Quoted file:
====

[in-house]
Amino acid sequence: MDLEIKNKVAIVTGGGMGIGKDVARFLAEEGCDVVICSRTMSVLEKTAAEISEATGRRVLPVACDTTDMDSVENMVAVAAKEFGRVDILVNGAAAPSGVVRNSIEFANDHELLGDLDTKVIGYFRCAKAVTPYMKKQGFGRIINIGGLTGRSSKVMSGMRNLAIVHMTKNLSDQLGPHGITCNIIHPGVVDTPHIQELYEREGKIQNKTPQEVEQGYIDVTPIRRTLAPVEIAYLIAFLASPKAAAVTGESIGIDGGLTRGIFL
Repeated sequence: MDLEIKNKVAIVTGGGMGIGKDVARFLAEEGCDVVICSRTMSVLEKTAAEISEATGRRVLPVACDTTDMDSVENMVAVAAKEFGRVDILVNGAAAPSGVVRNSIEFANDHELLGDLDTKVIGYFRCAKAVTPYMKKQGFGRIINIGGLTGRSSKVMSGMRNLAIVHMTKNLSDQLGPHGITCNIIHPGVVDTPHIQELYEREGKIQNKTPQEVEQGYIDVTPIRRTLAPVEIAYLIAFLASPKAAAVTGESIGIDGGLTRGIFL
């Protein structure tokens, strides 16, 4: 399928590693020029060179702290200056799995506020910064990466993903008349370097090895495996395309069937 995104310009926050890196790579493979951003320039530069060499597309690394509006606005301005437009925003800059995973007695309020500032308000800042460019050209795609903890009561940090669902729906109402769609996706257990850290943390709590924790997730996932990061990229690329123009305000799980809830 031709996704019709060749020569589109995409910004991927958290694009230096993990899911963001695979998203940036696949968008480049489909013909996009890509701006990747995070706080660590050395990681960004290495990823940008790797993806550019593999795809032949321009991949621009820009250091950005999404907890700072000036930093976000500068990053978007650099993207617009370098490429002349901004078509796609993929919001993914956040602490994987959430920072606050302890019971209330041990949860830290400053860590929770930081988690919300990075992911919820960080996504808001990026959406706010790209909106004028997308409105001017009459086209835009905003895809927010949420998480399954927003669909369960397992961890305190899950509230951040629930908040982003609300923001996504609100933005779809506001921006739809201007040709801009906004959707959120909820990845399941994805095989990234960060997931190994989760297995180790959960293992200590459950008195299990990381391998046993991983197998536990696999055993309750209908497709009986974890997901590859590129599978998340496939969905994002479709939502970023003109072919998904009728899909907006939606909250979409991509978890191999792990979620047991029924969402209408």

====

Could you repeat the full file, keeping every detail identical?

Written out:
[in-house]
Amino acid sequence: MDLEIKNKVAIVTGGGMGIGKDVARFLAEEGCDVVICSRTMSVLEKTAAEISEATGRRVLPVACDTTDMDSVENMVAVAAKEFGRVDILVNGAAAPSGVVRNSIEFANDHELLGDLDTKVIGYFRCAKAVTPYMKKQGFGRIINIGGLTGRSSKVMSGMRNLAIVHMTKNLSDQLGPHGITCNIIHPGVVDTPHIQELYEREGKIQNKTPQEVEQGYIDVTPIRRTLAPVEIAYLIAFLASPKAAAVTGESIGIDGGLTRGIFL
Repeated sequence: MDLEIKNKVAIVTGGGMGIGKDVARFLAEEGCDVVICSRTMSVLEKTAAEISEATGRRVLPVACDTTDMDSVENMVAVAAKEFGRVDILVNGAAAPSGVVRNSIEFANDHELLGDLDTKVIGYFRCAKAVTPYMKKQGFGRIINIGGLTGRSSKVMSGMRNLAIVHMTKNLSDQLGPHGITCNIIHPGVVDTPHIQELYEREGKIQNKTPQEVEQGYIDVTPIRRTLAPVEIAYLIAFLASPKAAAVTGESIGIDGGLTRGIFL
């Protein structure tokens, strides 16, 4: 399928590693020029060179702290200056799995506020910064990466993903008349370097090895495996395309069937 995104310009926050890196790579493979951003320039530069060499597309690394509006606005301005437009925003800059995973007695309020500032308000800042460019050209795609903890009561940090669902729906109402769609996706257990850290943390709590924790997730996932990061990229690329123009305000799980809830 031709996704019709060749020569589109995409910004991927958290694009230096993990899911963001695979998203940036696949968008480049489909013909996009890509701006990747995070706080660590050395990681960004290495990823940008790797993806550019593999795809032949321009991949621009820009250091950005999404907890700072000036930093976000500068990053978007650099993207617009370098490429002349901004078509796609993929919001993914956040602490994987959430920072606050302890019971209330041990949860830290400053860590929770930081988690919300990075992911919820960080996504808001990026959406706010790209909106004028997308409105001017009459086209835009905003895809927010949420998480399954927003669909369960397992961890305190899950509230951040629930908040982003609300923001996504609100933005779809506001921006739809201007040709801009906004959707959120909820990845399941994805095989990234960060997931190994989760297995180790959960293992200590459950008195299990990381391998046993991983197998536990696999055993309750209908497709009986974890997901590859590129599978998340496939969905994002479709939502970023003109072919998904009728899909907006939606909250979409991509978890191999792990979620047991029924969402209408």